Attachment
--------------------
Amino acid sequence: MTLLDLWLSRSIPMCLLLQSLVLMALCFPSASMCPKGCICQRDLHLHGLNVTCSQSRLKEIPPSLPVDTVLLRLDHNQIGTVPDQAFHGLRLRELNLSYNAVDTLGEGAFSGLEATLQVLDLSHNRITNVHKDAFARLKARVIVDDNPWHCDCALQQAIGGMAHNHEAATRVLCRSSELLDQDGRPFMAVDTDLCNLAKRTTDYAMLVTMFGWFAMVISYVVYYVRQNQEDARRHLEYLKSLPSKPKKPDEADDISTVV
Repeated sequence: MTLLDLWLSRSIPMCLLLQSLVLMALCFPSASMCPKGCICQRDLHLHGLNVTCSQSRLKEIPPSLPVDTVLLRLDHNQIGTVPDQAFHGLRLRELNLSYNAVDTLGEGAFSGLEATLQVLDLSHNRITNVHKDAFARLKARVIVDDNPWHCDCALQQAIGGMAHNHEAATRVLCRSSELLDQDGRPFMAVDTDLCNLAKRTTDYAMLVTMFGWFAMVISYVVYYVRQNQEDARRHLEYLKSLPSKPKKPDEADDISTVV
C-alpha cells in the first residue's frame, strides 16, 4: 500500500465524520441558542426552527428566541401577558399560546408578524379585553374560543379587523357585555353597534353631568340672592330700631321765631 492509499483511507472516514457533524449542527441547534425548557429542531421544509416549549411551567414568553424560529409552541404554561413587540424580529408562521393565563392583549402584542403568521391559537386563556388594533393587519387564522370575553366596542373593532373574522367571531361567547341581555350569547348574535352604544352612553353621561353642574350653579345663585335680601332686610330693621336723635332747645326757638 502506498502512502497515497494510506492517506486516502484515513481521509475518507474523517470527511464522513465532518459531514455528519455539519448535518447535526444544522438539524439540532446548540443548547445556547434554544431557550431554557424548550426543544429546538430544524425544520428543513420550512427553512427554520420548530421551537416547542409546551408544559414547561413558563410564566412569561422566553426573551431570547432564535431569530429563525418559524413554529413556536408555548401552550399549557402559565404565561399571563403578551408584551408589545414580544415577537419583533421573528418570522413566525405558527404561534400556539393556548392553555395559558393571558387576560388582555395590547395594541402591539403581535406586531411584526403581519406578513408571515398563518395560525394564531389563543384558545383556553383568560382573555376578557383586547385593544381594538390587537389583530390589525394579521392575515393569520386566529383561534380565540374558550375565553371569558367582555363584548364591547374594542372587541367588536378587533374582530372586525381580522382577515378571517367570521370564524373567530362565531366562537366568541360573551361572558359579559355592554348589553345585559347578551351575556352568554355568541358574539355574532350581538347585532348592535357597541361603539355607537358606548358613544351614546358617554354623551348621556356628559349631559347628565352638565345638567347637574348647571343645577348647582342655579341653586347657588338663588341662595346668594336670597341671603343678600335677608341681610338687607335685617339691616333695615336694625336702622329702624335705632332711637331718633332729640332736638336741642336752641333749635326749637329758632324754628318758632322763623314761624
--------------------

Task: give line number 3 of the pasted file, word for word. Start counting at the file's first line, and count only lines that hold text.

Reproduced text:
C-alpha cells in the first residue's frame, strides 16, 4: 500500500465524520441558542426552527428566541401577558399560546408578524379585553374560543379587523357585555353597534353631568340672592330700631321765631 492509499483511507472516514457533524449542527441547534425548557429542531421544509416549549411551567414568553424560529409552541404554561413587540424580529408562521393565563392583549402584542403568521391559537386563556388594533393587519387564522370575553366596542373593532373574522367571531361567547341581555350569547348574535352604544352612553353621561353642574350653579345663585335680601332686610330693621336723635332747645326757638 502506498502512502497515497494510506492517506486516502484515513481521509475518507474523517470527511464522513465532518459531514455528519455539519448535518447535526444544522438539524439540532446548540443548547445556547434554544431557550431554557424548550426543544429546538430544524425544520428543513420550512427553512427554520420548530421551537416547542409546551408544559414547561413558563410564566412569561422566553426573551431570547432564535431569530429563525418559524413554529413556536408555548401552550399549557402559565404565561399571563403578551408584551408589545414580544415577537419583533421573528418570522413566525405558527404561534400556539393556548392553555395559558393571558387576560388582555395590547395594541402591539403581535406586531411584526403581519406578513408571515398563518395560525394564531389563543384558545383556553383568560382573555376578557383586547385593544381594538390587537389583530390589525394579521392575515393569520386566529383561534380565540374558550375565553371569558367582555363584548364591547374594542372587541367588536378587533374582530372586525381580522382577515378571517367570521370564524373567530362565531366562537366568541360573551361572558359579559355592554348589553345585559347578551351575556352568554355568541358574539355574532350581538347585532348592535357597541361603539355607537358606548358613544351614546358617554354623551348621556356628559349631559347628565352638565345638567347637574348647571343645577348647582342655579341653586347657588338663588341662595346668594336670597341671603343678600335677608341681610338687607335685617339691616333695615336694625336702622329702624335705632332711637331718633332729640332736638336741642336752641333749635326749637329758632324754628318758632322763623314761624